Sometimes it’s good to be reminded of how things used to be. The Geezer took Mrs G and me to a place that figured prominently in Florida history. It isn’t a site of a battle, or the first fort-school-etc. The sign in the picture above doesn’t commemorate a disaster, though one took place here. However, what was done here changed the states future and continues to impact it today.
Say South Florida to most folks and they envision white sand beaches, tourist attractions, and a retirement Mecca. Before what occurred at the spot pictured, South Florida had a very different reputation. An army major serving during the third Seminole War described the land as, “Much like Hell with insects replacing the flames.” Half the year the flat land was inundated with “sheet water.” Sheet water is the result of the lack of change of elevation; rains flood the ground and they sit moving at a snails pace in any direction that’s a few inches lower. The land becomes one gigantic “river without banks.” It’s what creates the Everglades. This also was what served as a super incubator for mosquitoes, deer flies, and countless other pests. It was malaria and yellow fever’s home town. The fertile land beneath it was unusable in what was still an agricultural country.
Someone thought, “Why don’t we drain it?” The whole story of how Hamilton Disston was drawn into this enterprise as a result of a Florida fishing trip is a fascinating but long tale. The Disstons led by father Henry had become fabulously wealthy as a result of their development of saw technology. Drastically shortening the story Disston and the state of Florida played lets make a deal in the early 1880’s. Disston was to get half of the lands he drained. (An area the size of Connecticut)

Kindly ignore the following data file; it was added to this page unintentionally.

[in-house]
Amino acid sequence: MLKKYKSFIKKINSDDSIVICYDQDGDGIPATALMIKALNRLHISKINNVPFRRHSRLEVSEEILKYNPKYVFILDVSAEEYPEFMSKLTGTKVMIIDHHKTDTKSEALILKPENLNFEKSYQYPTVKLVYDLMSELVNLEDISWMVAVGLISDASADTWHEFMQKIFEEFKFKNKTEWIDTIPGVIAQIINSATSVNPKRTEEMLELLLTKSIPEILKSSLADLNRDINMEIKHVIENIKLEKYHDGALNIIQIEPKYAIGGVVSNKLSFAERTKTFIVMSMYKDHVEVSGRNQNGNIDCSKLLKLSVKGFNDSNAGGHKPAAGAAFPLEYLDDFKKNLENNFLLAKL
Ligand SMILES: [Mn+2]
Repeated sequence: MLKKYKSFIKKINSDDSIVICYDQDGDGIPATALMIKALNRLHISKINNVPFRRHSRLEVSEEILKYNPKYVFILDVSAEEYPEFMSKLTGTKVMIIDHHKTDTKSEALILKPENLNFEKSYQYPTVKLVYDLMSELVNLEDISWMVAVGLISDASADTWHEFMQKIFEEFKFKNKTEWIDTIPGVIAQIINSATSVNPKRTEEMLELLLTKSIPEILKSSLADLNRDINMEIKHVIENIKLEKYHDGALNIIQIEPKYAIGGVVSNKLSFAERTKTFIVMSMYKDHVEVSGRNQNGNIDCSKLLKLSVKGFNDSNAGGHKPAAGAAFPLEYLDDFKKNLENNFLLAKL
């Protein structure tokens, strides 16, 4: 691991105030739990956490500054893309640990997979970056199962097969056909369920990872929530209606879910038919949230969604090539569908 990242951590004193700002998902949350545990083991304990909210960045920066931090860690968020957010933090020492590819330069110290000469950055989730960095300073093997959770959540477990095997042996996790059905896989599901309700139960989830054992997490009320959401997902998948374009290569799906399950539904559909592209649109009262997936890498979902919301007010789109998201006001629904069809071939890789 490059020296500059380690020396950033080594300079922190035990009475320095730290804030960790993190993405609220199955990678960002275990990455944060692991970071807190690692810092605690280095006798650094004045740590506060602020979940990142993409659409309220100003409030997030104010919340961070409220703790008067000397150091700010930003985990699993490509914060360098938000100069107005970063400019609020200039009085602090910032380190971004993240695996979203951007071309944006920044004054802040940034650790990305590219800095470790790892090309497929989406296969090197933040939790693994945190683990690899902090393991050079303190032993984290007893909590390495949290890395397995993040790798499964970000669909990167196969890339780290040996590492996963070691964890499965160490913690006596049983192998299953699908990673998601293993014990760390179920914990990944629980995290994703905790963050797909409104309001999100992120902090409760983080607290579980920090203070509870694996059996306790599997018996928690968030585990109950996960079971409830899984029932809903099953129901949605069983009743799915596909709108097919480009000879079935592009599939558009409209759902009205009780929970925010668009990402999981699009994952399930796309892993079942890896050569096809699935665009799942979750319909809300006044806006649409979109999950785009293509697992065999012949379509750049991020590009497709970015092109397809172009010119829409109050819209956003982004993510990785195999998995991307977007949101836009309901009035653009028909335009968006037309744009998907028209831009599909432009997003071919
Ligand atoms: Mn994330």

The picture above is the site of one of the primary results of his efforts. He dug a canal from Lake Okeechobee to connect to the Caloosahatchee River. The “lone cypress” marks the spot where the canal empties lake water into the river. It served as GPS, channel marker, and signage for the early water-born trade that helped develop this section of Florida. He dug additional canals on the south lake shore. His efforts resulted in the partial drainage of the land, the opening of rich agricultural areas, and eventually the Florida land boom … and bust … that added more to the unsavory reputation many Disston contemporaries bestowed on the “Sunshine State.”
The cypress and sign are located in the town of Moore Haven. It remains an agricultural area and a heaven for bass fishermen (and ladies). Ironically, the town’s growth promoted by the canal, proved deadly. In 1926, a hurricane killed 400 and was a precursor to an even worse storm. The 2nd greatest storm related loss of life in US history occurred when the 1928 hurricane killed more than 2500 a few miles east along the lake shore in the Belle Glade area.
The 1928 hurricane figures prominently in DL Havlin’s book, Blue Water, Red Blood. If you’d like more information on the storm and, how through some fantastic coincidences, the disaster helped win World War II, it provides a good read.
The canal historical marker is pictured below.
Today the canal remains controversial. Much of the pollution of the surrounding rivers, Everglades, and the costal estuaries are a result of Disston’s efforts to improve life in the area. Human’s are slow learners. We canines understand that screwing “Mother Nature” can result in creating a baby that turns out to be a monster.
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